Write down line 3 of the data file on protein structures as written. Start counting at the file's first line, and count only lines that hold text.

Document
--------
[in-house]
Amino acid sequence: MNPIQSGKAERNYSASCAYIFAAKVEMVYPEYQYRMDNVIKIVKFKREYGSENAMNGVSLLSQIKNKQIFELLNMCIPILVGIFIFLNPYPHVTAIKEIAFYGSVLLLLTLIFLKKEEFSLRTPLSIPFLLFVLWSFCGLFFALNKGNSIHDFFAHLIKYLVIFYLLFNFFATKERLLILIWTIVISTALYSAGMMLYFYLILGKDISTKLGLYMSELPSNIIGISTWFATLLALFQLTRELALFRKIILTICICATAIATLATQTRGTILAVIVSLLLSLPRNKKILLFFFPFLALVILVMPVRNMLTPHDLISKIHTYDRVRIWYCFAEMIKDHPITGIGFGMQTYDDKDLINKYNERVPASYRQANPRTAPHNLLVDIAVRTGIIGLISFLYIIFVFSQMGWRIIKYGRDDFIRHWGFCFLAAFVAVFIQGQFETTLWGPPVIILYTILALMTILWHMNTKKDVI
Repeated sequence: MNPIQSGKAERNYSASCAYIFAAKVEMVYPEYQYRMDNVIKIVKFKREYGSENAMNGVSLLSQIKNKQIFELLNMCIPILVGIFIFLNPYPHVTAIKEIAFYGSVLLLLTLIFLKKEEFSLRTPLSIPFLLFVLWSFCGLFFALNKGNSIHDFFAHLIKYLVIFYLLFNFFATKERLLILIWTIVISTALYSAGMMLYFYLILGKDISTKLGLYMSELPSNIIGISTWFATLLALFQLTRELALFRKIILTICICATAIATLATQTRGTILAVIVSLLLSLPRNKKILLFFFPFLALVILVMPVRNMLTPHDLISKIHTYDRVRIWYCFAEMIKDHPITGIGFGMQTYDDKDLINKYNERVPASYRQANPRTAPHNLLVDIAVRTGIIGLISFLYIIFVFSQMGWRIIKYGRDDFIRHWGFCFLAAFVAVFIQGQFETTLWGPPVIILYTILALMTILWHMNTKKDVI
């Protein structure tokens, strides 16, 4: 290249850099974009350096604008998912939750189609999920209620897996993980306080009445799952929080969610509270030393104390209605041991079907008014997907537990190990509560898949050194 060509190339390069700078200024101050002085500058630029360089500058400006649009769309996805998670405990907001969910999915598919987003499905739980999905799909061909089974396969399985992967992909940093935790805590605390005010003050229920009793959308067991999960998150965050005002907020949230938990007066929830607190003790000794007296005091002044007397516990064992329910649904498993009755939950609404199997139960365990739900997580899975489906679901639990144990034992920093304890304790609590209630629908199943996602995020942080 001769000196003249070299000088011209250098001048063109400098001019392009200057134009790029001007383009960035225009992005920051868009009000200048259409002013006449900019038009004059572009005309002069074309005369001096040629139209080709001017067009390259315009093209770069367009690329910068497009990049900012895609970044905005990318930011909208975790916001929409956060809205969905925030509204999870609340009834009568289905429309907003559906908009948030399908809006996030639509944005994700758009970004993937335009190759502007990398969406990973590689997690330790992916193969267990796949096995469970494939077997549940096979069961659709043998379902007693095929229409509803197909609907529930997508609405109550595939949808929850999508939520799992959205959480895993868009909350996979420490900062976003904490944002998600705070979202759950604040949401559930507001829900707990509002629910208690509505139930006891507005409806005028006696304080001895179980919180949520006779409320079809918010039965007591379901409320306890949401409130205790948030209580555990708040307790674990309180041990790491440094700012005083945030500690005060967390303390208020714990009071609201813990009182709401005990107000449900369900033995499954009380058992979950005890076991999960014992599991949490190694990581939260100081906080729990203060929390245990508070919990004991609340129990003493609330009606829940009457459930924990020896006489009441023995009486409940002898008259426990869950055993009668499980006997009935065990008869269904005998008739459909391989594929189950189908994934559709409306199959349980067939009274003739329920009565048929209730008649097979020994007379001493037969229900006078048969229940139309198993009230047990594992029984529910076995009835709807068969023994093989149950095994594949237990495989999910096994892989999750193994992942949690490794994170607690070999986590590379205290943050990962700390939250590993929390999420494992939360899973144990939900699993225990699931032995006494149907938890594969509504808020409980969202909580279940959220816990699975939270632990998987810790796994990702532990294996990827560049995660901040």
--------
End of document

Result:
Repeated sequence: MNPIQSGKAERNYSASCAYIFAAKVEMVYPEYQYRMDNVIKIVKFKREYGSENAMNGVSLLSQIKNKQIFELLNMCIPILVGIFIFLNPYPHVTAIKEIAFYGSVLLLLTLIFLKKEEFSLRTPLSIPFLLFVLWSFCGLFFALNKGNSIHDFFAHLIKYLVIFYLLFNFFATKERLLILIWTIVISTALYSAGMMLYFYLILGKDISTKLGLYMSELPSNIIGISTWFATLLALFQLTRELALFRKIILTICICATAIATLATQTRGTILAVIVSLLLSLPRNKKILLFFFPFLALVILVMPVRNMLTPHDLISKIHTYDRVRIWYCFAEMIKDHPITGIGFGMQTYDDKDLINKYNERVPASYRQANPRTAPHNLLVDIAVRTGIIGLISFLYIIFVFSQMGWRIIKYGRDDFIRHWGFCFLAAFVAVFIQGQFETTLWGPPVIILYTILALMTILWHMNTKKDVI